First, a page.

Also known as somnambulism, sleepwalking is one of several parasomnias. This is a term that healthcare professionals use to describe conditions that cause undesired events during sleep.

When a person is sleeping normally, both their bodies and their minds are out for the count. However, when a person walks in their sleep, the body and parts of the subconscious mind are active, while the conscious mind is not.

Sleepwalking is fairly common in youth, affecting up to 17% of children — particularly between the ages of 8–12 years.

However, people can start walking in their sleep at any age. In fact, some experts estimate that around 4% of adults experience sleepwalking episodes.

Most episodes of sleepwalking last for about 10 minutes, but some can last longer. People who encounter someone who is sleepwalking should make sure that they are safe. They can also try to gently help them get back to bed.

Experts say that it is not dangerous to wake someone who is sleepwalking, though shouting can startle the person.

This article will discuss the causes, symptoms, and treatment options associated with sleepwalking.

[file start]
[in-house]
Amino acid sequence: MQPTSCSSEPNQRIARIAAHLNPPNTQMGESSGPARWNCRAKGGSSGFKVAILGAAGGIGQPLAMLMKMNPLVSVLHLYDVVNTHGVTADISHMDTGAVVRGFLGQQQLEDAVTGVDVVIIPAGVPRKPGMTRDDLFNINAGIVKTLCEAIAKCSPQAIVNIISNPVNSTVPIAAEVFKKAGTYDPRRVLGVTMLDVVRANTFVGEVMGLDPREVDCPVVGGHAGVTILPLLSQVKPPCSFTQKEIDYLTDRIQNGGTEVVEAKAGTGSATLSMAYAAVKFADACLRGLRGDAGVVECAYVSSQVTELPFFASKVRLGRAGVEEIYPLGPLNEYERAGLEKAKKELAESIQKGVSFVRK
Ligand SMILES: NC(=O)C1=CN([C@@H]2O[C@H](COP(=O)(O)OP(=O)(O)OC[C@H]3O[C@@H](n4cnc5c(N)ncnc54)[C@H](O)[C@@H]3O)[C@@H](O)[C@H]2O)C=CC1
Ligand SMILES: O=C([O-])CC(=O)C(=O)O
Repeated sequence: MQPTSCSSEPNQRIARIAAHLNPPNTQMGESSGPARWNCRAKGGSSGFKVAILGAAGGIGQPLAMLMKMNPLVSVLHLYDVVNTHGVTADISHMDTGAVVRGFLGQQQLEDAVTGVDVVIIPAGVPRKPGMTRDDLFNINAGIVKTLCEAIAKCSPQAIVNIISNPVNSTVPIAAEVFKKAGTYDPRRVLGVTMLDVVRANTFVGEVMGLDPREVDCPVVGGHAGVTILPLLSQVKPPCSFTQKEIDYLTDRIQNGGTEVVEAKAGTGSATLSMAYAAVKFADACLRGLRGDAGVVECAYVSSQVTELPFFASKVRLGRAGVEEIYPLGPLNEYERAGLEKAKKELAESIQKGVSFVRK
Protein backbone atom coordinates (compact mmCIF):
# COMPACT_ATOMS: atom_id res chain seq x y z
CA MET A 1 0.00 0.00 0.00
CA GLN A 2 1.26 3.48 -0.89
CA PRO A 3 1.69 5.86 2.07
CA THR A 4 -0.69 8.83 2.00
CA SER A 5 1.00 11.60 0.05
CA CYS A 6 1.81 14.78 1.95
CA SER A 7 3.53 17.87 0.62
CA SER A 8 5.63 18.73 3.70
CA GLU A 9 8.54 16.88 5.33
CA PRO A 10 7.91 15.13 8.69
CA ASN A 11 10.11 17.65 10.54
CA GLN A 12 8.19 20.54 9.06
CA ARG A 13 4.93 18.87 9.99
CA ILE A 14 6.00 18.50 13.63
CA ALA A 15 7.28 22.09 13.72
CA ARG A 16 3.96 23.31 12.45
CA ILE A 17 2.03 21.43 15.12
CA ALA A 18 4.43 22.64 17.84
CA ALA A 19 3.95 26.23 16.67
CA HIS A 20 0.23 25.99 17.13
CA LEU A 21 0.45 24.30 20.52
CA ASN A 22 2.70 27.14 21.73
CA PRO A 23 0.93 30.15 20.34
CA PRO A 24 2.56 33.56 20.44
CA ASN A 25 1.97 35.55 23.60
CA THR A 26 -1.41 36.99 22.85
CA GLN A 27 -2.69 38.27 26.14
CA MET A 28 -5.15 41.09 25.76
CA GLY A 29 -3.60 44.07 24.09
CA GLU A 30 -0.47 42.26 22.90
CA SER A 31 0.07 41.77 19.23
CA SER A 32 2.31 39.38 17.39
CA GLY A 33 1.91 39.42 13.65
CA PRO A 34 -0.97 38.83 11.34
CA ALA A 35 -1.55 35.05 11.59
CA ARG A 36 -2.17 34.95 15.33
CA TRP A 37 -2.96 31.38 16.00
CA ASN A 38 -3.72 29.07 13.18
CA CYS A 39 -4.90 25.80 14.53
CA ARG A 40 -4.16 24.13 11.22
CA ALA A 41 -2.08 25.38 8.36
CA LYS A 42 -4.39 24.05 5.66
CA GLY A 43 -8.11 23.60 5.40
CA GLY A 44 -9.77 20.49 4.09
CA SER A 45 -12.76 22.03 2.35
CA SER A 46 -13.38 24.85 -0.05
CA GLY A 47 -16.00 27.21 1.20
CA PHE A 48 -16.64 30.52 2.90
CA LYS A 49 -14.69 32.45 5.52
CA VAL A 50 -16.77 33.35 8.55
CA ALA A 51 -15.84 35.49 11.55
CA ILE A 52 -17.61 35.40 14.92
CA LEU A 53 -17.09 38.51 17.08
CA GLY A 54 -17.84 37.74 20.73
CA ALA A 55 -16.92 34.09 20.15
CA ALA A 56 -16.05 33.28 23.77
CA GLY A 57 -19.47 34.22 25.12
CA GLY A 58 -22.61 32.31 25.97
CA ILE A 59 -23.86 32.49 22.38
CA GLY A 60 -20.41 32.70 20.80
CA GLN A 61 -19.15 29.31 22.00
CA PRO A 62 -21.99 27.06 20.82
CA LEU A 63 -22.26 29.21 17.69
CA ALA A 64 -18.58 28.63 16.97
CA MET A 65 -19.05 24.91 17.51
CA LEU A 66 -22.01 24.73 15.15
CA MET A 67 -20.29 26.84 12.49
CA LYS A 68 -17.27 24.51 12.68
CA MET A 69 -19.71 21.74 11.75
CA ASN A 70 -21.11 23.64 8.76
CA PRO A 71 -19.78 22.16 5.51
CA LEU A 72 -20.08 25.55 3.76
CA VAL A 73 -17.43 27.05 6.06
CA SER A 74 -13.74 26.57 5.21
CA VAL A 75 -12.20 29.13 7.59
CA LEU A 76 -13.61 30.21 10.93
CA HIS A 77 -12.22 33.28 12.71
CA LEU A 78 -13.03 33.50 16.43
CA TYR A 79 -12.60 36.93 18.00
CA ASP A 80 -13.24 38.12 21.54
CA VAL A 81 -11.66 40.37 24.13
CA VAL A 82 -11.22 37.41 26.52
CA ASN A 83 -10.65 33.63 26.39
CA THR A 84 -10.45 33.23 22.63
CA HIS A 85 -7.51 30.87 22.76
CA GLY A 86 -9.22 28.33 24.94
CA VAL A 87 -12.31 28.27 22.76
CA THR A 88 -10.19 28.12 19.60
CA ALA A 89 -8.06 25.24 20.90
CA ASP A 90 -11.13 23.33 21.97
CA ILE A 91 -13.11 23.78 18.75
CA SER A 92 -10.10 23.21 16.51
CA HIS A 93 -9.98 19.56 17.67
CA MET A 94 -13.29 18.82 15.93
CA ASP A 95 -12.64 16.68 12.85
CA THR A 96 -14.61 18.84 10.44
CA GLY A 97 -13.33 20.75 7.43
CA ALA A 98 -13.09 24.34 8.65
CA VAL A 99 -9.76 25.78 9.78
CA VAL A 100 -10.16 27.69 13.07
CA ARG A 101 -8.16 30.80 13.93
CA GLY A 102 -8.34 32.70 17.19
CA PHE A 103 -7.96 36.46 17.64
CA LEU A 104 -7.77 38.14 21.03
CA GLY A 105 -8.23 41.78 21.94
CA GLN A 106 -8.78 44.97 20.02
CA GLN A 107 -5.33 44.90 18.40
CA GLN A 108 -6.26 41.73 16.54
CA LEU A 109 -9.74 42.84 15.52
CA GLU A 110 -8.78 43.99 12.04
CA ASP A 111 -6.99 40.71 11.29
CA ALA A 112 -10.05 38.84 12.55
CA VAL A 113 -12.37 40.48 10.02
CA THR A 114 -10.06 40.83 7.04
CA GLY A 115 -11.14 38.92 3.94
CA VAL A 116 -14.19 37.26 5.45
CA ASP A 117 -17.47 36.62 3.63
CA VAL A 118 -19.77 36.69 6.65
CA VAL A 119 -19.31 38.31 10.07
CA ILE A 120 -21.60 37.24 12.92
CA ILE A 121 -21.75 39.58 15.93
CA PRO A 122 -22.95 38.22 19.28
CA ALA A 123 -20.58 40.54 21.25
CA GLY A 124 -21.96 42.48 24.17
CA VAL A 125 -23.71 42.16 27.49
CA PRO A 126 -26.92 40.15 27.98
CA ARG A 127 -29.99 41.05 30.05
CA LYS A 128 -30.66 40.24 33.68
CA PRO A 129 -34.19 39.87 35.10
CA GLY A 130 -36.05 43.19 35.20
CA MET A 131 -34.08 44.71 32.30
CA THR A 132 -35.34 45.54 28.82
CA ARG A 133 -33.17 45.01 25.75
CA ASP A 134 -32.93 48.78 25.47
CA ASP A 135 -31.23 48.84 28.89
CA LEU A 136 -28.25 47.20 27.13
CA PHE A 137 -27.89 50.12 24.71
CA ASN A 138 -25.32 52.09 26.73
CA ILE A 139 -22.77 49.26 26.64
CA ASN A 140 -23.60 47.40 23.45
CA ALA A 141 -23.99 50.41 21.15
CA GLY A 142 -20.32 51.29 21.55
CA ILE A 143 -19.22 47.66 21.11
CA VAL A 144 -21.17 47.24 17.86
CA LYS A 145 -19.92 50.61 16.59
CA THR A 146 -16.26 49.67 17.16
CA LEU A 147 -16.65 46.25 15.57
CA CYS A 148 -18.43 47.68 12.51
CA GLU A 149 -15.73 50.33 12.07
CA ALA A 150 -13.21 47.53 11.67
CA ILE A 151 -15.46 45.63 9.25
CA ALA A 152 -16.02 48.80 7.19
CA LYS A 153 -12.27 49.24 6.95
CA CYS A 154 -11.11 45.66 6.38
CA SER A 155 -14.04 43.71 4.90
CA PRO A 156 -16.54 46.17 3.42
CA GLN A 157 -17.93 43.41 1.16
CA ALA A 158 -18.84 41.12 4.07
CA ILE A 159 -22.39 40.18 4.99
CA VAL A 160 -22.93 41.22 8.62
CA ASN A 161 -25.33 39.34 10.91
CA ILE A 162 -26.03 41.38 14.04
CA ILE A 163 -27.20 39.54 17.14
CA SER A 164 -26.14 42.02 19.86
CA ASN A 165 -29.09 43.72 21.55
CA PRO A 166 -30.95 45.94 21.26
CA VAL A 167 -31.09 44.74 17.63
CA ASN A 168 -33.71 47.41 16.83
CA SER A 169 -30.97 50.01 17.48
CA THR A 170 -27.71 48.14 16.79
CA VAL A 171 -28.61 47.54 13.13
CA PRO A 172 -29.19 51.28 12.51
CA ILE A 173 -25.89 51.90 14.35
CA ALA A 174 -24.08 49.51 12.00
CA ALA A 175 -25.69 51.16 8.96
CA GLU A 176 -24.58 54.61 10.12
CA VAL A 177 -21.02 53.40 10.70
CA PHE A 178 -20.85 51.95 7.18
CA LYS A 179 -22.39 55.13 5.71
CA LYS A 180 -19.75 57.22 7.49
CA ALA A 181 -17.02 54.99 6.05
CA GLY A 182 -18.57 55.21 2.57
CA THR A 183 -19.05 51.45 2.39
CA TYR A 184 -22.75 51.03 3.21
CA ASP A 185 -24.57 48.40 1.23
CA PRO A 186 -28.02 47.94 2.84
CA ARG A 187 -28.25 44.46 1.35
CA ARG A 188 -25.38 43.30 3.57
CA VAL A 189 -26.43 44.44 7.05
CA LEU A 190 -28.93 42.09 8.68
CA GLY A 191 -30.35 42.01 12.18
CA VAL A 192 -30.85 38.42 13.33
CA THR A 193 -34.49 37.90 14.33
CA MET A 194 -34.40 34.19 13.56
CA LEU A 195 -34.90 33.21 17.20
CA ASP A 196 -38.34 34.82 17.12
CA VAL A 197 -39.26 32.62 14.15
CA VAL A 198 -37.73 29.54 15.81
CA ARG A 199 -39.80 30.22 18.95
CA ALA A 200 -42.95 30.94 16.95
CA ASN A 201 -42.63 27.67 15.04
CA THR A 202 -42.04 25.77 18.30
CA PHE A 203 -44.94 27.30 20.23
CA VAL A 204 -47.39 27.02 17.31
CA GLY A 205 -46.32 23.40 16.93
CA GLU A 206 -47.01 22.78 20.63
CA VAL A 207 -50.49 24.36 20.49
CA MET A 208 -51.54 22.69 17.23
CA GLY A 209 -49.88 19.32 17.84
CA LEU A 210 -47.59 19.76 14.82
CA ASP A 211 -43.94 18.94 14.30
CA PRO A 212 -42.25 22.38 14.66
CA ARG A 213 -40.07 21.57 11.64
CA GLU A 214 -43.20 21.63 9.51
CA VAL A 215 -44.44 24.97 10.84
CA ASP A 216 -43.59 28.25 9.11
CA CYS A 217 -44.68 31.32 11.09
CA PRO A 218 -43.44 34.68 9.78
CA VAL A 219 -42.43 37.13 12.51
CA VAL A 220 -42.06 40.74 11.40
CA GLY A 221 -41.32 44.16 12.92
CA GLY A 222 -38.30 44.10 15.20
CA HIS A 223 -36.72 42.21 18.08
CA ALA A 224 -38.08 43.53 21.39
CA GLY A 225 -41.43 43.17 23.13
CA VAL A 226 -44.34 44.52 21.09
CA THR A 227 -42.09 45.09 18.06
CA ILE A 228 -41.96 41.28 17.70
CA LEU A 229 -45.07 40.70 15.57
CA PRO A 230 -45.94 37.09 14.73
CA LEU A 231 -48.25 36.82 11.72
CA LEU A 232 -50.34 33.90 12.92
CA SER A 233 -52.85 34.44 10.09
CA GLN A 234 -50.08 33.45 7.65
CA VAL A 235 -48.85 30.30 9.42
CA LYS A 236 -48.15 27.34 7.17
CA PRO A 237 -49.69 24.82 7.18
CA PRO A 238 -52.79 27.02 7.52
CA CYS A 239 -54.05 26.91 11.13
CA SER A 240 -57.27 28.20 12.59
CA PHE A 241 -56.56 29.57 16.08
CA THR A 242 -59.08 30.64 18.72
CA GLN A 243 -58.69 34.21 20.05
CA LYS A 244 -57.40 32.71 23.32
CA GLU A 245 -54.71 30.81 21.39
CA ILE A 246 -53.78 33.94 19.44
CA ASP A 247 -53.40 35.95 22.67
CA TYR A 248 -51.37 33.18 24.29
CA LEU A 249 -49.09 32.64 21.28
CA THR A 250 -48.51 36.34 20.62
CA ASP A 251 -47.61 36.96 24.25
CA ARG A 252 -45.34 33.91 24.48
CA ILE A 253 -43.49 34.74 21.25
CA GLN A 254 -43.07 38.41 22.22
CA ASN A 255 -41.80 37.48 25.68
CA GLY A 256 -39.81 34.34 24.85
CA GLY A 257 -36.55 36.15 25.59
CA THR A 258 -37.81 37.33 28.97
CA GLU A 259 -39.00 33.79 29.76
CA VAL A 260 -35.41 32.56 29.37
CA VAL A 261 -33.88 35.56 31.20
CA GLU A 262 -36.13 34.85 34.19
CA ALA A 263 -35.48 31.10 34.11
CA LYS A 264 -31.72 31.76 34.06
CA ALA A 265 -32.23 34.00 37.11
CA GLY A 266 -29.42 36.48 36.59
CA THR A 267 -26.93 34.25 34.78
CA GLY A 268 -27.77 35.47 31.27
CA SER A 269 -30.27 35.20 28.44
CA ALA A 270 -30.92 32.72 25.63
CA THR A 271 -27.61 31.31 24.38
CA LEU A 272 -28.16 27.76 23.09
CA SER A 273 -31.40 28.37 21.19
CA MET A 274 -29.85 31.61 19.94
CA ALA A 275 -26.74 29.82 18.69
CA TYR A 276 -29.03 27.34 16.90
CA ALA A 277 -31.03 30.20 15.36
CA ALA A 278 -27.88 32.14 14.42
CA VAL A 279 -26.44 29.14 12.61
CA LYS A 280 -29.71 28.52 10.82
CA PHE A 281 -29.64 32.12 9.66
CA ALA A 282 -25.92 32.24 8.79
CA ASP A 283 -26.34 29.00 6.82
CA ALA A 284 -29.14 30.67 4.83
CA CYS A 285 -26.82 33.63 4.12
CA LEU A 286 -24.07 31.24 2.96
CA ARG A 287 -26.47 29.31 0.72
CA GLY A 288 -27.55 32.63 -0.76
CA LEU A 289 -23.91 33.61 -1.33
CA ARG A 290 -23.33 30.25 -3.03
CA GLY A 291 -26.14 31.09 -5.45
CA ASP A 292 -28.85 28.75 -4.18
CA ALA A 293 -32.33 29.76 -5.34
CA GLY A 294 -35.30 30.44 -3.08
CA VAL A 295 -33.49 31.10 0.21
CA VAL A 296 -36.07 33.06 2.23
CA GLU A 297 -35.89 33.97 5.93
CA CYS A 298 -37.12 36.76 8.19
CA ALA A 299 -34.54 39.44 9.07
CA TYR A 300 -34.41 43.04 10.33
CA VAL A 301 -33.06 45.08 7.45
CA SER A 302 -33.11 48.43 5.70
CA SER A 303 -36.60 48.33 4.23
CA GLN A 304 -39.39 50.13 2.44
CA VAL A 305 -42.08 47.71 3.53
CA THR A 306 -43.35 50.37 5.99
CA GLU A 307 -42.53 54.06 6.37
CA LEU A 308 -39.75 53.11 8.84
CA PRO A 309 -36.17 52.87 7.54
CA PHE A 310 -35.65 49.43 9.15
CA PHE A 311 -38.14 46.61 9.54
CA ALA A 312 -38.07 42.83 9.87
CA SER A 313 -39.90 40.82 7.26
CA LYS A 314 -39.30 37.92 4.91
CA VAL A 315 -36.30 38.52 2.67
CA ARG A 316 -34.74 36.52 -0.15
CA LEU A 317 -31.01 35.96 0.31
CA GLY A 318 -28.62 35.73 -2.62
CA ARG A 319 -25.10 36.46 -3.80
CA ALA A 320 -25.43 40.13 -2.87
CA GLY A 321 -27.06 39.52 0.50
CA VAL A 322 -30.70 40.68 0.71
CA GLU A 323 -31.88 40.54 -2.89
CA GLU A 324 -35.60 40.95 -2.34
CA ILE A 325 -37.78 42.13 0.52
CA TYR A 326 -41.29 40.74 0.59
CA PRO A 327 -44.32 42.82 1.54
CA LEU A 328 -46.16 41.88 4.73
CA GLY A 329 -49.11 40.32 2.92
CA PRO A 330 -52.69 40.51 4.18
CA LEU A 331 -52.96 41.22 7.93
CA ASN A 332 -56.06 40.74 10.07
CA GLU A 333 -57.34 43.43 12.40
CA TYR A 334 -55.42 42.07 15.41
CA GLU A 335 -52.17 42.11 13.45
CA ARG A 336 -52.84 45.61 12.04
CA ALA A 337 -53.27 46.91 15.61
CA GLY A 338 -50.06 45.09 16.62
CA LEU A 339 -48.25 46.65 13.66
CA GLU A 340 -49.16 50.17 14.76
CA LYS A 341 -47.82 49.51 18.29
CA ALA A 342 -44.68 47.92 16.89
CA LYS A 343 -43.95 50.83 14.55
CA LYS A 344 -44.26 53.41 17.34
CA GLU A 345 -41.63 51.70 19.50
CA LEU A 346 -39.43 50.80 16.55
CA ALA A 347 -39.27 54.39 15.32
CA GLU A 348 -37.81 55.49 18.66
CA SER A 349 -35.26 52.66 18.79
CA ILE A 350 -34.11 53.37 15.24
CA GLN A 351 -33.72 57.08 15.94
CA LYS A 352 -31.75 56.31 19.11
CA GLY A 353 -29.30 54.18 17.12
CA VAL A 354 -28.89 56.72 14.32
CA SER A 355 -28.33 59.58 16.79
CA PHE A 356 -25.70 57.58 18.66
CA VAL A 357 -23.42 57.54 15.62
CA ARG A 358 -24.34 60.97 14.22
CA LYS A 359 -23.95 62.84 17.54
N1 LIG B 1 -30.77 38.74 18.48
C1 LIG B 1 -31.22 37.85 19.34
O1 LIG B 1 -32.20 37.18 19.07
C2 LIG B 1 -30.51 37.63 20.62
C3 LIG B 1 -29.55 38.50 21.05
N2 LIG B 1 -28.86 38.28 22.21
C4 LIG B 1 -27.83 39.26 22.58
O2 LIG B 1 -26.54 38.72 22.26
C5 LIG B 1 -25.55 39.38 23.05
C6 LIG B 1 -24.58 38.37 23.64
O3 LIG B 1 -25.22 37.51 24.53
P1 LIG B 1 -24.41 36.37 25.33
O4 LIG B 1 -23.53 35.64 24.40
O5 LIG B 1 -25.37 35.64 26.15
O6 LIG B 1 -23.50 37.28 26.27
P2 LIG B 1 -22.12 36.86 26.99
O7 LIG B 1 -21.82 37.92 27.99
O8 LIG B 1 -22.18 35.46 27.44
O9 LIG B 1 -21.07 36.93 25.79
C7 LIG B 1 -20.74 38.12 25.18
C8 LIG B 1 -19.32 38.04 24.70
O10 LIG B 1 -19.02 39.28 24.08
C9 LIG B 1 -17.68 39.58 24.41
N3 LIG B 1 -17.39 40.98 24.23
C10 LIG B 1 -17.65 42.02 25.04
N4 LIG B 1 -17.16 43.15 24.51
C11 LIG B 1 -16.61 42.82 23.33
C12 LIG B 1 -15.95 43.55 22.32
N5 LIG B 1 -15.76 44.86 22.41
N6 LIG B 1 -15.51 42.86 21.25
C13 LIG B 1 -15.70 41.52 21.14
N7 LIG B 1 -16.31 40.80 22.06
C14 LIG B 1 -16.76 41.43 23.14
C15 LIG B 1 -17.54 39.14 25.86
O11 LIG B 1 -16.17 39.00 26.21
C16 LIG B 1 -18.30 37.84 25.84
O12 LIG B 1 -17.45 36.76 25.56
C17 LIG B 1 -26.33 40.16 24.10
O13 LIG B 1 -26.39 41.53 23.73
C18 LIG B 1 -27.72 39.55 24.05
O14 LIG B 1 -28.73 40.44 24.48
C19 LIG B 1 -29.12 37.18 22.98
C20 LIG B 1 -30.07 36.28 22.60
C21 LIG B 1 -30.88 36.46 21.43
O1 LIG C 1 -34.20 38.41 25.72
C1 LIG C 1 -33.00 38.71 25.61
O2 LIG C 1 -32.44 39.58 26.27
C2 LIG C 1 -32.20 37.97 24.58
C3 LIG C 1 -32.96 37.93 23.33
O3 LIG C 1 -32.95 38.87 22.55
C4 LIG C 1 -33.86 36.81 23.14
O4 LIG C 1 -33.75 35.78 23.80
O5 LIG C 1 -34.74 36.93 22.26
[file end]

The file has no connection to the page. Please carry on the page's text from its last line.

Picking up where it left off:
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Research suggests that sleepwalking behavior tends to occur during non-rapid eye movement, or “slow-wave,” sleep, in the first third of an individual’s sleep cycle. It is likely due to a disturbance in the way that the brain cycles between levels of sleep.

Researchers have found that people are more likely to sleepwalk if they have a family member who also sleepwalked at some point in their lives.

As well as genetics, factors that increase slow-wave sleep (such as prior sleep deprivation) and factors that increase arousal from sleep (such as stress, alcohol consumption, and other sleep disorders) may also increase the frequency of sleepwalking in susceptible individuals.

Experts also note some additional factors that have a role in causing sleepwalking. These include:

The key indication that someone is sleepwalking is that they are up and moving around despite not being awake.

Some other symptoms include:

  • open eyes, often with a glassy look
  • difficulty waking
  • confusion
  • talking or mumbling in their sleep
  • a prompt return to sleep